Why China Will Soon Dominate Chess
China China China

The Dragon is Coming!

At the conclusion of the recent Kings and Queens doubles tournament in China, one thing should be very clear… China will soon (perhaps in 7-10 years) become a pre-eminent chess power in the world. With the support of the government, combination of talent, strong work ethic, unselfishness and intense training methods, the world's most populous nation has continued to make immense progress in the past two decades.

Liu Wenzhe makes a credible case in his book, Chinese School of Chess, and details the history of international chess in China (including his historic win over Jan Hein Donner at the 1978 Olympiad). One can say that due to China's ancient tradition of playing Xiang Qi (Chinese Chess) that a favorable environment has been created that no other country can boast. The book also examines military philosophy of Sun Tzu and its relation to the Chinese School of Chess.

GM Zhu Chen

Secrets of Success

Apart from the above reasons for China's emergence, perhaps the biggest aid to the country's meteoric rise is the fact that the federation has actively organized a number of competitive tournaments including the world's top players. The novelty tournaments such as the U.S. vs. China Summit and the recent Kings and Queens tournaments demonstrate the creative element in organization. Regardless of talent and resources, if there is poor organization and an absence of capable arbiters, then talent cannot be properly harnessed.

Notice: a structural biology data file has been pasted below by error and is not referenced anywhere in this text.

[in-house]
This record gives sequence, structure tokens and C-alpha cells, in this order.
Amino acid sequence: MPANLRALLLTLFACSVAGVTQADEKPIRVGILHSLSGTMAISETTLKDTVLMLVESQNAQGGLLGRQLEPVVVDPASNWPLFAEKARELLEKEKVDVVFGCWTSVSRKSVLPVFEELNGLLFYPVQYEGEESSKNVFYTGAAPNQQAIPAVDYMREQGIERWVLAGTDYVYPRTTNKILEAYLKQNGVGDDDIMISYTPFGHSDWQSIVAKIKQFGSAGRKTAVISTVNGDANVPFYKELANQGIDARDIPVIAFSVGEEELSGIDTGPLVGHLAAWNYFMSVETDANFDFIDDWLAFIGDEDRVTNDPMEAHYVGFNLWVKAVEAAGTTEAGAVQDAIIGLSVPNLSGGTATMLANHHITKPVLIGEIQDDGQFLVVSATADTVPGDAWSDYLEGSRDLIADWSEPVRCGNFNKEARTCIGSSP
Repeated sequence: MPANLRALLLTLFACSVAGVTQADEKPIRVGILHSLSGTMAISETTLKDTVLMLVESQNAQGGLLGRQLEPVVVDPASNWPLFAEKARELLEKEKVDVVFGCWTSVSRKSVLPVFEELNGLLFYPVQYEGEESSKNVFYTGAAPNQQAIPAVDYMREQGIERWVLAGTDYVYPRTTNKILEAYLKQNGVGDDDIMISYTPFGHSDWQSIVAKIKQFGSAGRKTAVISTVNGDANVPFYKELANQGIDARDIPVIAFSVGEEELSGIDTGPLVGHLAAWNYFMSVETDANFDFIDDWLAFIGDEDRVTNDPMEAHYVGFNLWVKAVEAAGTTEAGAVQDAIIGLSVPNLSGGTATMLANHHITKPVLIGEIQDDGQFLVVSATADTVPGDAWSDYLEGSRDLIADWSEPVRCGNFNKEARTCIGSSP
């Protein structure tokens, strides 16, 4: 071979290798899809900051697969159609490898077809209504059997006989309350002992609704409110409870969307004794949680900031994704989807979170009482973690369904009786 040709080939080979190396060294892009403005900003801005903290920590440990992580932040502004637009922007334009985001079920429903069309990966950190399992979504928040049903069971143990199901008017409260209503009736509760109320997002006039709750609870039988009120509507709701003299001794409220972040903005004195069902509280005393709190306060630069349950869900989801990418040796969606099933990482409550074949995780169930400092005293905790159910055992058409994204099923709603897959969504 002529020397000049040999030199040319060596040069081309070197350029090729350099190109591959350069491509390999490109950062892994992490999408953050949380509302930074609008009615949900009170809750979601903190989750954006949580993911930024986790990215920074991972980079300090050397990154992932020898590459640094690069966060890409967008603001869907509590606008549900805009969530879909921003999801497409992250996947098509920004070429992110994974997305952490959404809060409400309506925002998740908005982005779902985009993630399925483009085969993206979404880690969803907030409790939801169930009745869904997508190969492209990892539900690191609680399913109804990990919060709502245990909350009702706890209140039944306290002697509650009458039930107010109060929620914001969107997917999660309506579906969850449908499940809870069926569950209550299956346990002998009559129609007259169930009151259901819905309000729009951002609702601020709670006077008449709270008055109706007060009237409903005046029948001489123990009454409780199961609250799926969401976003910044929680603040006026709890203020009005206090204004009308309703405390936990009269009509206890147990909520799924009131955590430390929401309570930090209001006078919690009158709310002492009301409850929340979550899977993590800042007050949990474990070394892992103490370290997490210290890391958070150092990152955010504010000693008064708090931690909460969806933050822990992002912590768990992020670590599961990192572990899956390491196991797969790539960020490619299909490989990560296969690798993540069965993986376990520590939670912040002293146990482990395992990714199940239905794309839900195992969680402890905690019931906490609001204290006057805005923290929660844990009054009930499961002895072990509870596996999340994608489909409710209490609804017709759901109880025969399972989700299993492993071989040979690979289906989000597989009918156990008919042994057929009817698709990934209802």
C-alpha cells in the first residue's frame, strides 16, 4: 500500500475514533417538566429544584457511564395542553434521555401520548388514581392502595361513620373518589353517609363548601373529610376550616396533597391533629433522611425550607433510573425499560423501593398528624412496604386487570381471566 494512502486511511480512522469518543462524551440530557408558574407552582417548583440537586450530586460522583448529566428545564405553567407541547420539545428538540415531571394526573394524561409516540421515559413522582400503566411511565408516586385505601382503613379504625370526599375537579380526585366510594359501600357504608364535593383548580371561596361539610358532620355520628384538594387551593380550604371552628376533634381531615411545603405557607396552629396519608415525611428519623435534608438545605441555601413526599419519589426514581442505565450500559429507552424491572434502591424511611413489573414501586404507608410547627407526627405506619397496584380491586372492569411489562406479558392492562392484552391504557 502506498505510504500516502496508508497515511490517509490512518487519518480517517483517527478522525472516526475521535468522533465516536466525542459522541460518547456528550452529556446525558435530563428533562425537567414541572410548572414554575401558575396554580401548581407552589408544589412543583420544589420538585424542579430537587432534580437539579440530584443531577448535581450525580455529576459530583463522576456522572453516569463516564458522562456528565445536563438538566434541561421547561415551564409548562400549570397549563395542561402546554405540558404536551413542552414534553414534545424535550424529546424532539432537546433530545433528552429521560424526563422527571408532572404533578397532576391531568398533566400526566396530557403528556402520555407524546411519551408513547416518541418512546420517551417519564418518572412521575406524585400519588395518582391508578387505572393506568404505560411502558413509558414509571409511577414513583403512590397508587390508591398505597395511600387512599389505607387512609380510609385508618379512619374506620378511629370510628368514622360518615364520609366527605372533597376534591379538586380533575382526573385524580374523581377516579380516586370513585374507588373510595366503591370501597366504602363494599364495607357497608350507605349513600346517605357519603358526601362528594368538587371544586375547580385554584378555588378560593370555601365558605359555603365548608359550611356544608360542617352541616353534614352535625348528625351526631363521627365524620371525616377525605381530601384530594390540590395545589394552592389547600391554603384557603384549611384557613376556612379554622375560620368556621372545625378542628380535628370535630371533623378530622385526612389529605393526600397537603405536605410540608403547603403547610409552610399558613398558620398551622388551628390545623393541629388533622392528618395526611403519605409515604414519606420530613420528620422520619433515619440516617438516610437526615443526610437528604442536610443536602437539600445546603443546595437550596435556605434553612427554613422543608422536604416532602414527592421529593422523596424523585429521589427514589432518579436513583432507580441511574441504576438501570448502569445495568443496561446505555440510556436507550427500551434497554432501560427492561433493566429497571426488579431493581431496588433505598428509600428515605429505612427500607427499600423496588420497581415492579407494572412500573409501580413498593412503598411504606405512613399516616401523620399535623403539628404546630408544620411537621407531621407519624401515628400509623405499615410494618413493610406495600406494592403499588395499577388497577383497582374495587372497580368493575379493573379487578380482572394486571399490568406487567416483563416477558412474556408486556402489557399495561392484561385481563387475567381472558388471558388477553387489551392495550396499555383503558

Women's chess in China has perhaps made the biggest impression with many international successes including two consecutive Olympiad titles, two World Champions (GMs
Xie Jun and Zhu Chen), Xu Yuhua's back-to-back victories in the FIDE World Cup, and 18-year old Zhao Xue's 11-1 performance at the Bled Olympiad. WGM Wang Lei, a star player of past women's teams, once told me that  chess is considered a game for the youth in China and that there are many more stars rising in schools around the vast country.

GM Zhu Chen

Zhu Chen after winning the FIDE Women's World Championship in 2001.

Recognition is Due

New in Chess
is increasingly running stories on the successes of Chinese players. In addition to GM Zhang Zhong's splendid 11-2 performance in 2003 Wijk aan Zee "B" (NIC: 2003, No. 2), there was another article showing that there is more to come. In NIC 2002, No. 6, Dirk Jan ten Geuzendam interviewed GM Bu Xiangzhi, who once held the age record for earning the GM title. One of the most interesting points in the interview illustrated the camaraderie between the Chinese youth.

"We come from different parts of the country and the team spirit is very important. That's our basis to improve. All the youngsters on the national team are really good friends."

On the next page was a picture of six young Chinese players sitting together at the close of the 2002 Shanghai New Bund Garden Cup. All appeared to have an air of disarming confidence. Absent is the fierce individualistic gains and intense rivalries which can stunt development and growth. This plague is seen in countries of all sizes and strengths. Because of traditional collectivist mindset, the Chinese will rise as one…  and that will be soon.

Dr. Daaim Shabazz, The Chess Drum

Posted by The Chess Drum: 20 September 2003